How to Take Care of Your Breasts in Your 30s, 40s, 50s, and Beyond

middle age black woman and her daughter outside

On average, a woman has a one-in-eight chance of developing breast cancer if she lives to be 80, according to Risk increases with age, and because age is a well-established risk factor, many younger women assume they’re off the hook when it comes to breast health — but that isn’t necessarily true.
While breast cancer rates are indeed low for women under 40, there are other factors like race and family history that can play a huge role when or if a woman develops the disease. But don’t worry. While every woman is different, there are preventive measures you can take at any age to safeguard your breast health and identify risks sooner.

20s and 30s

Breast cancer isn’t common among women in their 20s, but it is the most common cancer among U.S. women. Be aware if you have risk factors such as:

  • A member of your immediate family was diagnosed before age 50
  • You carry the BRCA1 or BRCA2 gene mutation
  • You receive radiation treatment in the chest before age 30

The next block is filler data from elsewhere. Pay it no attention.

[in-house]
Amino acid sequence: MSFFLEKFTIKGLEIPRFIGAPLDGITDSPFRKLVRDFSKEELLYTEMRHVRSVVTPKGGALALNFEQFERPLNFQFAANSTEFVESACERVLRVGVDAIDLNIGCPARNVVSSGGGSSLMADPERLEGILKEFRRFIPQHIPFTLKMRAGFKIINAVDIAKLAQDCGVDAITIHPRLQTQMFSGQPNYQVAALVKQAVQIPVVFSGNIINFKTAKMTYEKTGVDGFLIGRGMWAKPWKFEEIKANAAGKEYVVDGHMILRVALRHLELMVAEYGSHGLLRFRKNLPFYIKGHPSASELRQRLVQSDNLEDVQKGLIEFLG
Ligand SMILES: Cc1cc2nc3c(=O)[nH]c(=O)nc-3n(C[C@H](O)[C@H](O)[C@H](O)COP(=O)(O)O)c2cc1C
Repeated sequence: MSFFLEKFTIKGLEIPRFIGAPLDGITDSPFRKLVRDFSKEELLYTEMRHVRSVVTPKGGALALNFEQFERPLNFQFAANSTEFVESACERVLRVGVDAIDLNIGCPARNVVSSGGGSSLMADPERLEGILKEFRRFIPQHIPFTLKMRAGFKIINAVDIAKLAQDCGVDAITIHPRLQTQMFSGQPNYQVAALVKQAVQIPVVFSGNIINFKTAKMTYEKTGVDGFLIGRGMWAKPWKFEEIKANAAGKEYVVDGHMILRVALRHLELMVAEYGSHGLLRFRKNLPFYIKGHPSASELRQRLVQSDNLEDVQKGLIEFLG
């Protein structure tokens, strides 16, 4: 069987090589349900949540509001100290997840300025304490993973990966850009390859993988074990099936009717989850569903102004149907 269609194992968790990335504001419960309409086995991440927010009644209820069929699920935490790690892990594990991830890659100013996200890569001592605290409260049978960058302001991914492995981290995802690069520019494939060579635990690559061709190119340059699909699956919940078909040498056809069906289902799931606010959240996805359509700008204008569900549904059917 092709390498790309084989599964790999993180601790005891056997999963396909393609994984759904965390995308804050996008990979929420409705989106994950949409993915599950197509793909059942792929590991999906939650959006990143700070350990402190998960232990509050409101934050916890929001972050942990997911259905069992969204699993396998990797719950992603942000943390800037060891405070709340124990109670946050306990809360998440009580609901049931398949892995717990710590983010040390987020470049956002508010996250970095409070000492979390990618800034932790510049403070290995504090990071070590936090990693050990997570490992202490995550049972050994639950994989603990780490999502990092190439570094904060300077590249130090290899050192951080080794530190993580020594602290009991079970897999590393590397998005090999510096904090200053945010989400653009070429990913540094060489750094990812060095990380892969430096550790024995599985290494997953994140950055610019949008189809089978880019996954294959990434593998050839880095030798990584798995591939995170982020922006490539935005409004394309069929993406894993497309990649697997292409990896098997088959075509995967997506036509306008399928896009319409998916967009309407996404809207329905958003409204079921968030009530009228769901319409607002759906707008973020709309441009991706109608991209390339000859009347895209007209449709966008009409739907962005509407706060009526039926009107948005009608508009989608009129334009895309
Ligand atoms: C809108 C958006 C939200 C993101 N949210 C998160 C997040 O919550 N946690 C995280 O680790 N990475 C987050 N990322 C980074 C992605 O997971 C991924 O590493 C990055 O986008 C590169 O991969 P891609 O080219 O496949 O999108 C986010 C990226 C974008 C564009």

Be sure speak with your doctor about concerns, and embrace healthy habits now: limit alcohol, don’t smoke, and stay physically active. Once you hit 30, if you do have a family history of breast cancer, talk to your doctor about scheduling a baseline mammogram.

40s and 50s

In 2015, the American Cancer Society increased the recommended screening age to 45 from 40 for women of average risk for breast cancer, but women can choose to begin mammograms earlier if they wish. This option is especially important if you have a family history of breast cancer or other risk factors. Your doctor can help you determine the right time for your first mammogram. Your 40s is also the time when your risk of breast cancer significantly increases. A healthy lifestyle is never more important.

At 50, the probability of developing invasive breast cancer in the next 10 years is 2.3 percent, or one in 43, according to Annual mammograms are essential for early detection. Some studies have shown a link between postmenopausal weight gain and breast cancer. Exercising, keeping your weight down, and eating healthy should still be among your top priorities.

60s and beyond

Half of women newly diagnosed with breast cancer are over 60, and one-fifth are over the age of 70. But even as the risk of breast cancer increases with age, the chances of dying from it steadily declines. This is due in part to advances in mammography and more effective treatments. As always, early detection is important. Your doctor can help you determine how often to have one.

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About the author
Kristen is a Brooklyn-based writer and marketing professional who loves to run.

Filed under: Breast Health, Your Body

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